Clare Tarplee, 1962-1999
Clinical Linguistics & Phonetics, 2000, 14 (5), 405-406.
Clare Tarplee, lecturer in the Department of Human Communication
Science at University College London, died on 16 November 1999 as a
result of a cerebral haemorrhage, at the age of 36.
Clare gained a
first class degree in English Language at the University of Newcastle,
and twice received the Barabara Strang Memorial Prize for best
performance in language/medieval subjects, in her first and final
years. In 1986 she moved to York and undertook graduate study with John
Local, Paul Drew and Tony Wootton. She soon identified the line of
research that she was to pursue not only through her doctorate but also
the remainder of her all too brief academic career. Through her careful
and detailed analyses of naturally occurring spoken interactions, she
explored how young children can make sense of what adults say to them,
and use this as a basis for developing their own linguistic skills.
Latterly, mainly in collaboration with postgraduate students whose
projects she supervised, she elucidated complex interactions involving
children with various types of communication difficulty, as well as
young normally developing children.
After working at Newcastle as a
lecturer in sociolinguistics for three years, in 1992 she moved to the
National Hospital’s College of Speech Sciences (now the Department of
Human Communication Science, University College London). Here she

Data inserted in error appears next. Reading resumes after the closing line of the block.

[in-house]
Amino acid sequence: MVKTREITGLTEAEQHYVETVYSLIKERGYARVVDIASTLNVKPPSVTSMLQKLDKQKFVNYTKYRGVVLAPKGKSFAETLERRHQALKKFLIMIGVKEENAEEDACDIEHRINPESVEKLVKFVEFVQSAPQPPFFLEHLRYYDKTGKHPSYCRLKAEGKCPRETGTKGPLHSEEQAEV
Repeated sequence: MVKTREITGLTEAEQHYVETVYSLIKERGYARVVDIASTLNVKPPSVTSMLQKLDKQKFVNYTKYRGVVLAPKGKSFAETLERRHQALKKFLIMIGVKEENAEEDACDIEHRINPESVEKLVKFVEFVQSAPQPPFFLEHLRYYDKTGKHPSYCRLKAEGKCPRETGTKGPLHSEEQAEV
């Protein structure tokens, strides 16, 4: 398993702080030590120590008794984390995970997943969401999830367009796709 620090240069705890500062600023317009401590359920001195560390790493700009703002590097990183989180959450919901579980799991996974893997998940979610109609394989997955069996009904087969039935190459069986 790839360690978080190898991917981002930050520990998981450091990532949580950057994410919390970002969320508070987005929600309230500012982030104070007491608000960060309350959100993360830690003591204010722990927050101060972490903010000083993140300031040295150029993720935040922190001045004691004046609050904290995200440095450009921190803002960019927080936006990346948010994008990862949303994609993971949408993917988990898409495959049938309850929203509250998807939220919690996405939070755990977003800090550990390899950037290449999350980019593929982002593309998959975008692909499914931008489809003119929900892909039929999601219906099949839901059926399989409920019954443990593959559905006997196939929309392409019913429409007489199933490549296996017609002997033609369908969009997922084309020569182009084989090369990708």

taught mainly in the areas of children’s language development, phonetics
and conversation analysis. Together with Ray Wilkinson she organized
the first, very successful, international conference on Conversation
Analysis and Communication Disorders, held at University College London
in 1997. For several years she chaired the department’s research group
in conversation analysis, and from 1998 until her death, coordinated an
ESRC-funded seminar programme on the same topic.
Through her research
Clare made an important contribution to developmental and clinical
linguistics, and through her inspiring teaching she fostered its
application in clinical practice. Clare was much loved and respected as
a lecturer, researcher, colleague and friend, and will be greatly
University College London
Corrin, J., Tarplee, C. and Wells, B., 2001, Interactional linguistics and language
a conversation analytic perspective on emergent syntax. In E.
Couper-Kuhlen and M. Selting (Eds), Studies in Interactional Linguistics
(Amsterdam: John Benjamins).
Radford, J. and Tarplee, C., 2000, The
management of conversational topic by a 10-year old child with pragmatic
difficulties. Clinical Linguistics and Phonetics, 14 (5), 387-403.